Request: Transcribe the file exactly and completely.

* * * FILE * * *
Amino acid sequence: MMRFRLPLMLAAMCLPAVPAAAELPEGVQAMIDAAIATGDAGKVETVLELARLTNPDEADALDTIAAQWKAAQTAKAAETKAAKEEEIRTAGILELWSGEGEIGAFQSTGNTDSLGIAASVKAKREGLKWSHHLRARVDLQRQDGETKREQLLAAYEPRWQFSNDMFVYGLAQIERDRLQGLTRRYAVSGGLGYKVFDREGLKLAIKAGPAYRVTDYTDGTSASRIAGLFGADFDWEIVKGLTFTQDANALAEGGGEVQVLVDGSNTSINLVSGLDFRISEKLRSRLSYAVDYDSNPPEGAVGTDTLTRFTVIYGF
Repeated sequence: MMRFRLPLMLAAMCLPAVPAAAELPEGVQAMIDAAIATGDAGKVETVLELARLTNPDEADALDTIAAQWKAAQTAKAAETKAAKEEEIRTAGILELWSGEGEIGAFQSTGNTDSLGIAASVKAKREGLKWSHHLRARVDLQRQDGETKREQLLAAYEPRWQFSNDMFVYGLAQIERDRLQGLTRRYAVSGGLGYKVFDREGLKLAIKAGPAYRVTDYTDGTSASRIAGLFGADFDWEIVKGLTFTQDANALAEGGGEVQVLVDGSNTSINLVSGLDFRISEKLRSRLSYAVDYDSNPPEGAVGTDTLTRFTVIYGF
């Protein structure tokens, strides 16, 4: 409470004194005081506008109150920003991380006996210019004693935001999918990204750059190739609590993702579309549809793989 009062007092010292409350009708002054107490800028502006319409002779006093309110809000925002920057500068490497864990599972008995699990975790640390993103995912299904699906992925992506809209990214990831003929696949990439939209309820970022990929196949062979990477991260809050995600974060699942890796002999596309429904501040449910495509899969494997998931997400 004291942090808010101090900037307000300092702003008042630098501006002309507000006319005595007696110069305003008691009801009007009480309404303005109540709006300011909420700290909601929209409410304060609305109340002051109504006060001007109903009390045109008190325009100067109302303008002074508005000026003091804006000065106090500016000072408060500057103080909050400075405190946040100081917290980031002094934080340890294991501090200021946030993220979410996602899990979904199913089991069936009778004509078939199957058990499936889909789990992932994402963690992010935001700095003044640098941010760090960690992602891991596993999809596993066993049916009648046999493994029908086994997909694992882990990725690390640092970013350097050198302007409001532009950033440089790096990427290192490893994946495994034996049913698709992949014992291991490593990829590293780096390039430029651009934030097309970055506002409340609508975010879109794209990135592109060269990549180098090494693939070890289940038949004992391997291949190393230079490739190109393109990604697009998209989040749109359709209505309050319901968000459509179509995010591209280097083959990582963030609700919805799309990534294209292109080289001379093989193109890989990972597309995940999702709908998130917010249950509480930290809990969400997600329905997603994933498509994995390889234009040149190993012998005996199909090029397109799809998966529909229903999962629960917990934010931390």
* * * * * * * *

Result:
Amino acid sequence: MMRFRLPLMLAAMCLPAVPAAAELPEGVQAMIDAAIATGDAGKVETVLELARLTNPDEADALDTIAAQWKAAQTAKAAETKAAKEEEIRTAGILELWSGEGEIGAFQSTGNTDSLGIAASVKAKREGLKWSHHLRARVDLQRQDGETKREQLLAAYEPRWQFSNDMFVYGLAQIERDRLQGLTRRYAVSGGLGYKVFDREGLKLAIKAGPAYRVTDYTDGTSASRIAGLFGADFDWEIVKGLTFTQDANALAEGGGEVQVLVDGSNTSINLVSGLDFRISEKLRSRLSYAVDYDSNPPEGAVGTDTLTRFTVIYGF
Repeated sequence: MMRFRLPLMLAAMCLPAVPAAAELPEGVQAMIDAAIATGDAGKVETVLELARLTNPDEADALDTIAAQWKAAQTAKAAETKAAKEEEIRTAGILELWSGEGEIGAFQSTGNTDSLGIAASVKAKREGLKWSHHLRARVDLQRQDGETKREQLLAAYEPRWQFSNDMFVYGLAQIERDRLQGLTRRYAVSGGLGYKVFDREGLKLAIKAGPAYRVTDYTDGTSASRIAGLFGADFDWEIVKGLTFTQDANALAEGGGEVQVLVDGSNTSINLVSGLDFRISEKLRSRLSYAVDYDSNPPEGAVGTDTLTRFTVIYGF
């Protein structure tokens, strides 16, 4: 409470004194005081506008109150920003991380006996210019004693935001999918990204750059190739609590993702579309549809793989 009062007092010292409350009708002054107490800028502006319409002779006093309110809000925002920057500068490497864990599972008995699990975790640390993103995912299904699906992925992506809209990214990831003929696949990439939209309820970022990929196949062979990477991260809050995600974060699942890796002999596309429904501040449910495509899969494997998931997400 004291942090808010101090900037307000300092702003008042630098501006002309507000006319005595007696110069305003008691009801009007009480309404303005109540709006300011909420700290909601929209409410304060609305109340002051109504006060001007109903009390045109008190325009100067109302303008002074508005000026003091804006000065106090500016000072408060500057103080909050400075405190946040100081917290980031002094934080340890294991501090200021946030993220979410996602899990979904199913089991069936009778004509078939199957058990499936889909789990992932994402963690992010935001700095003044640098941010760090960690992602891991596993999809596993066993049916009648046999493994029908086994997909694992882990990725690390640092970013350097050198302007409001532009950033440089790096990427290192490893994946495994034996049913698709992949014992291991490593990829590293780096390039430029651009934030097309970055506002409340609508975010879109794209990135592109060269990549180098090494693939070890289940038949004992391997291949190393230079490739190109393109990604697009998209989040749109359709209505309050319901968000459509179509995010591209280097083959990582963030609700919805799309990534294209292109080289001379093989193109890989990972597309995940999702709908998130917010249950509480930290809990969400997600329905997603994933498509994995390889234009040149190993012998005996199909090029397109799809998966529909229903999962629960917990934010931390």